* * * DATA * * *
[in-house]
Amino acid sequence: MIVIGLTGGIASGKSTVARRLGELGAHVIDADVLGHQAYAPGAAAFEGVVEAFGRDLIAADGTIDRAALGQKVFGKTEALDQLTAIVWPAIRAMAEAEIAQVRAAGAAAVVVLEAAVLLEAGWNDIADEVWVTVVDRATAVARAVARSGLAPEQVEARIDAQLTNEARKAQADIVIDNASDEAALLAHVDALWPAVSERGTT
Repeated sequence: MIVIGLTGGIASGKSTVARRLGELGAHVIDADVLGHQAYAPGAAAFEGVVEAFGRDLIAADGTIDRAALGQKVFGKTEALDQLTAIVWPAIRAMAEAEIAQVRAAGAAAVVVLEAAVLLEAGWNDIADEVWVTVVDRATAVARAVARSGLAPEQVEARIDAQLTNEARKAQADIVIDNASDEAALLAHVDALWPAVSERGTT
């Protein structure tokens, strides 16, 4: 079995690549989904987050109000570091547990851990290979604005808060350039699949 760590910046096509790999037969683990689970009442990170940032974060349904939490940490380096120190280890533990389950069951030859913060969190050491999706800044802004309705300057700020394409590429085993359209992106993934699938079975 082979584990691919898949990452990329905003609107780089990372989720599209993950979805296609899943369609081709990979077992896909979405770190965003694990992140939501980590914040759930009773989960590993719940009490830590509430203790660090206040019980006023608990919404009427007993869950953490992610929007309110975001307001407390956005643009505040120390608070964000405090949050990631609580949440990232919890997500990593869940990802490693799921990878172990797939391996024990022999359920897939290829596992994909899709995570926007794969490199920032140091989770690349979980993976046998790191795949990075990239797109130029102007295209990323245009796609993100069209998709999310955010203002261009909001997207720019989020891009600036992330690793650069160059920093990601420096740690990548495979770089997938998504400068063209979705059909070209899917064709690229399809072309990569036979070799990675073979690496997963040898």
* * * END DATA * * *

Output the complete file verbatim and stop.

[in-house]
Amino acid sequence: MIVIGLTGGIASGKSTVARRLGELGAHVIDADVLGHQAYAPGAAAFEGVVEAFGRDLIAADGTIDRAALGQKVFGKTEALDQLTAIVWPAIRAMAEAEIAQVRAAGAAAVVVLEAAVLLEAGWNDIADEVWVTVVDRATAVARAVARSGLAPEQVEARIDAQLTNEARKAQADIVIDNASDEAALLAHVDALWPAVSERGTT
Repeated sequence: MIVIGLTGGIASGKSTVARRLGELGAHVIDADVLGHQAYAPGAAAFEGVVEAFGRDLIAADGTIDRAALGQKVFGKTEALDQLTAIVWPAIRAMAEAEIAQVRAAGAAAVVVLEAAVLLEAGWNDIADEVWVTVVDRATAVARAVARSGLAPEQVEARIDAQLTNEARKAQADIVIDNASDEAALLAHVDALWPAVSERGTT
């Protein structure tokens, strides 16, 4: 079995690549989904987050109000570091547990851990290979604005808060350039699949 760590910046096509790999037969683990689970009442990170940032974060349904939490940490380096120190280890533990389950069951030859913060969190050491999706800044802004309705300057700020394409590429085993359209992106993934699938079975 082979584990691919898949990452990329905003609107780089990372989720599209993950979805296609899943369609081709990979077992896909979405770190965003694990992140939501980590914040759930009773989960590993719940009490830590509430203790660090206040019980006023608990919404009427007993869950953490992610929007309110975001307001407390956005643009505040120390608070964000405090949050990631609580949440990232919890997500990593869940990802490693799921990878172990797939391996024990022999359920897939290829596992994909899709995570926007794969490199920032140091989770690349979980993976046998790191795949990075990239797109130029102007295209990323245009796609993100069209998709999310955010203002261009909001997207720019989020891009600036992330690793650069160059920093990601420096740690990548495979770089997938998504400068063209979705059909070209899917064709690229399809072309990569036979070799990675073979690496997963040898």